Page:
By Andrew Stevens.
I am not here today (tonight, even) to talk about Get Carter: I am not “in the room”. There is little that hasn’t already been said about the film’s use of Tyneside’s post-industrial landscape, the eponymous car park now destined for demolition in the name of corporate-sponsored regeneration, or its pulsating resonance among the 90s lad culture demographic (Loaded even ran an abridged graphic novelised strip of it.) The clip above is simply MGM’s treatment for a US audience more accustomed to the burgeoning blaxploitation genre (here’s the US trailer for The Long Good Friday, to boot.)
In fact, while Get Carter appeared in 1971 (the same year as landmark crime caper Villain, not to mention Dirty Harry and A Clockwork Orange, another cinematic critique of municipal modernism), it made it into celluloid a mere two years after Ted Lewis’ novel Jack’s Return Home (actually set in Doncaster, which had to wait two decades for its municipal corruption episode, even then not on the scale of Poulson and T. Dan Smith), which was in turn inspired by the fruit machine murder allegedly by Dennis Stafford and Michael Luvaglio in 1967. In all, there was less than a half-decade between the pivotal crime and its cinematic treatment, though in truth the film-makers had enough damning material from the press of the day to proceed in any case. As if to twist the blaxploitation motif further, the film was remade a year later with a Pam Grier/Bernie Casey makeover as Hit Man, Carter now Tackett, the vengeful score-settler in the “black jungle”.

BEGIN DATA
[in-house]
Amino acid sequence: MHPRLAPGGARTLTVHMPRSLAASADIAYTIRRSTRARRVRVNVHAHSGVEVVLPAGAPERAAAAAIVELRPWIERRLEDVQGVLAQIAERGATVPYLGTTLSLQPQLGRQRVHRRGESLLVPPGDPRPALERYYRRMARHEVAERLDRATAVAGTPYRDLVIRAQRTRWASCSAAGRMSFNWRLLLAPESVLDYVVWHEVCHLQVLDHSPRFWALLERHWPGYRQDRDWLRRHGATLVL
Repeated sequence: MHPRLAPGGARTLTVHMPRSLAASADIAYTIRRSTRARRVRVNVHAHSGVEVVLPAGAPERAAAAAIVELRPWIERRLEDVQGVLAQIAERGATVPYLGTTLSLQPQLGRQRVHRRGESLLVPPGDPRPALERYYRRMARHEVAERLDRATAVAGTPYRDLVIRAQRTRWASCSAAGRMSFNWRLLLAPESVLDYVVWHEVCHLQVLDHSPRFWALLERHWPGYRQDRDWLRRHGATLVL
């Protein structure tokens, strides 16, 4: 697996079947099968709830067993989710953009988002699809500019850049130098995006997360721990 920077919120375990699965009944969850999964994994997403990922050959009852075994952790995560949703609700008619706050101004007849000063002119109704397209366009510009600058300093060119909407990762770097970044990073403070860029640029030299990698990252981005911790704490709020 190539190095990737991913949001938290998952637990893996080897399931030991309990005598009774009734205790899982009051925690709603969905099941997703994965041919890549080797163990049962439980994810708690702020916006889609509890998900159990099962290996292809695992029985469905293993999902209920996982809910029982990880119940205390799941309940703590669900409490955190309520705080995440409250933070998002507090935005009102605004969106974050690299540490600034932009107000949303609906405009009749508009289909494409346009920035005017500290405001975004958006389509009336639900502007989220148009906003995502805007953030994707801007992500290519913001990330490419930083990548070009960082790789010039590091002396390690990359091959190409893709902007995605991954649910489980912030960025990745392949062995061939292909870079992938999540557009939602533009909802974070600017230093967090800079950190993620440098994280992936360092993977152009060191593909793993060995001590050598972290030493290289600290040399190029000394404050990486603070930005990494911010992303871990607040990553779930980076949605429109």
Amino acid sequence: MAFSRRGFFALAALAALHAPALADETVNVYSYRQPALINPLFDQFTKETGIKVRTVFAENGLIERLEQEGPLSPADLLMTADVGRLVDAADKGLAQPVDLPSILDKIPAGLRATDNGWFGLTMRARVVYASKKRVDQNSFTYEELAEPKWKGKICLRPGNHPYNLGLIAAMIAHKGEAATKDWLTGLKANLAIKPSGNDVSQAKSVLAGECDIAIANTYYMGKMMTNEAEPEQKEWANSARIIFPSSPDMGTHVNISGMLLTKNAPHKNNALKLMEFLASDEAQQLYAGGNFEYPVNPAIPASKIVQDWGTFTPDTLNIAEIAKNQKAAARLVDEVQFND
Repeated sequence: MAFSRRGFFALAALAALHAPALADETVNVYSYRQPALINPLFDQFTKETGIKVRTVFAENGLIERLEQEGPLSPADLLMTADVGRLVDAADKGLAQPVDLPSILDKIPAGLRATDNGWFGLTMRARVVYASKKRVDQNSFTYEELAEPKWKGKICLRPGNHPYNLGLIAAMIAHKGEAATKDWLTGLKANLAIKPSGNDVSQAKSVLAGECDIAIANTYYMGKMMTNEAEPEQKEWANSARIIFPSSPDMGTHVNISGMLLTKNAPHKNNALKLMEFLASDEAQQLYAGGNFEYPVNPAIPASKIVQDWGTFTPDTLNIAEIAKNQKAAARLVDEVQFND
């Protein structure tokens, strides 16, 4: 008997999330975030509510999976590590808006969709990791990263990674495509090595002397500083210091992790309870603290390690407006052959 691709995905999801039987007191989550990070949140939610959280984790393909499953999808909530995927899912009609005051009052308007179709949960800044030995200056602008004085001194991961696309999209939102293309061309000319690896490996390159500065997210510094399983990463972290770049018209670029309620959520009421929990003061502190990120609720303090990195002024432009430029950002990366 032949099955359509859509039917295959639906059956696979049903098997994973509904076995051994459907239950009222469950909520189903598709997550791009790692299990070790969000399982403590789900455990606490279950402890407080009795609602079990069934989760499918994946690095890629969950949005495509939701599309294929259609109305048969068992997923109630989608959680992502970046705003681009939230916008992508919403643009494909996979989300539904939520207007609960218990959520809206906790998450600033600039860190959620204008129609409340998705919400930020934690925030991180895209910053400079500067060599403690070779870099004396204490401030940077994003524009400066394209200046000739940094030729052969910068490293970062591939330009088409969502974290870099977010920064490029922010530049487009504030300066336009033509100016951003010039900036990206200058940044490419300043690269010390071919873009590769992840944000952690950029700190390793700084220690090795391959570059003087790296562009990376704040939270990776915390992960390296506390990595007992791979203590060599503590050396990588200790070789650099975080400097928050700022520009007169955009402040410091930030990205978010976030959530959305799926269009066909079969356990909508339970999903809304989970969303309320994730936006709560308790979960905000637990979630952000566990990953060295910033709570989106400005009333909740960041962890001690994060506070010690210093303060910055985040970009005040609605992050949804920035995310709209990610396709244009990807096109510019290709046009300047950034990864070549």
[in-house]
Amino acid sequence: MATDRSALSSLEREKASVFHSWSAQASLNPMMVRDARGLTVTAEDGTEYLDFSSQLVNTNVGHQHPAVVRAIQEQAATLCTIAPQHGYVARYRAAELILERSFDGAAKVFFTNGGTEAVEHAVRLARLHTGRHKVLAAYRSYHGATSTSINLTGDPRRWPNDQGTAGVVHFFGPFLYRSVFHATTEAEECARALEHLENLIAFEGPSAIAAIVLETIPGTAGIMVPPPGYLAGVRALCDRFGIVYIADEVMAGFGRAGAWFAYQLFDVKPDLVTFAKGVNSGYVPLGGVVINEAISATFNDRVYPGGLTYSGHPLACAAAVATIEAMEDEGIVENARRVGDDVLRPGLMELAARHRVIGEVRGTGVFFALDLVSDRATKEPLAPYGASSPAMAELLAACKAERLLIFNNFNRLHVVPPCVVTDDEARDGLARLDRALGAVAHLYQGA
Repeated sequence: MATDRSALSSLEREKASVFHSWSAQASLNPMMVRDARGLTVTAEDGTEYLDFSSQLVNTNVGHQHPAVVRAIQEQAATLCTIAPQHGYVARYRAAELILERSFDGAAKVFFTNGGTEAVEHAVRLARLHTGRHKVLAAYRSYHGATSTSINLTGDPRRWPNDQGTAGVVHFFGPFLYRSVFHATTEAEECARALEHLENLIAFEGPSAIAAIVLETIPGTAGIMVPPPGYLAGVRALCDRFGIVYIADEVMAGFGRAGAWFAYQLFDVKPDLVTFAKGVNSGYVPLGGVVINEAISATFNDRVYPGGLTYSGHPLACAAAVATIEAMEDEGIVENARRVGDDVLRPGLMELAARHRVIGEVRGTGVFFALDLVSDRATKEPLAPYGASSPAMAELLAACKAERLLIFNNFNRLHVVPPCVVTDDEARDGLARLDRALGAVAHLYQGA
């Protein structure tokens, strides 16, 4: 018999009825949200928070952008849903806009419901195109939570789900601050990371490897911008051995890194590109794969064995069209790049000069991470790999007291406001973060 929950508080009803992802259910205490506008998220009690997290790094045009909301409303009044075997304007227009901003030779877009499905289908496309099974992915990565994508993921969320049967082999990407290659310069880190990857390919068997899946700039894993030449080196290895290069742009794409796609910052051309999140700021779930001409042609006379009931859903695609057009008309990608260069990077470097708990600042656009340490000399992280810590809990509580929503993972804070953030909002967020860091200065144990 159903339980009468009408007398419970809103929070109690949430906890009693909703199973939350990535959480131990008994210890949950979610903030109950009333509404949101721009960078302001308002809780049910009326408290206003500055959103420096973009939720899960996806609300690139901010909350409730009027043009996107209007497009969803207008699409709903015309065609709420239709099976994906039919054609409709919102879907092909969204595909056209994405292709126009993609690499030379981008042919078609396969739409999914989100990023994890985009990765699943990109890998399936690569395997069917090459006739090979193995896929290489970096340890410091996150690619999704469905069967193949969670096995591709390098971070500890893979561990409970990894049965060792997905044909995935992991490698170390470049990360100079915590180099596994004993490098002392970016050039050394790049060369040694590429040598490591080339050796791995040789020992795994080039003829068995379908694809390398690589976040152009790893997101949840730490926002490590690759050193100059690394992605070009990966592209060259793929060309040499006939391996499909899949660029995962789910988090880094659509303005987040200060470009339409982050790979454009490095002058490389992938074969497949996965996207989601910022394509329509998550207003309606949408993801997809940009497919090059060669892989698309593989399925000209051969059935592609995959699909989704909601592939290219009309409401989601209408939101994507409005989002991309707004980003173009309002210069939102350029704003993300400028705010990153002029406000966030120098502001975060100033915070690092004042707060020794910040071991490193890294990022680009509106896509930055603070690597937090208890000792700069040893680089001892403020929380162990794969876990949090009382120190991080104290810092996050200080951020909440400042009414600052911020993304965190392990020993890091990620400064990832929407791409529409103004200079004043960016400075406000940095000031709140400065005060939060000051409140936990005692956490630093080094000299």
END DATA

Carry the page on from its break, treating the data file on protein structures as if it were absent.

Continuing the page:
Its cult status assured and affirmed by the burgeoning lad culture/Britpop, Get Carter was mentioned as the blueprint for 1998’s Killing Time, hailed in the region’s press at the time as a revival of the city’s gangster flick heyday. Woefully wrong on all accounts, both in terms of plot and cast (soapland’s Craig Fairbrass as lead), it did however act as an unwitting homage to the pedestrian infrastructure of the Tyne Tunnel complex and its white-tiled walls and wooden escalators.
First posted: Saturday, July 25th, 2009.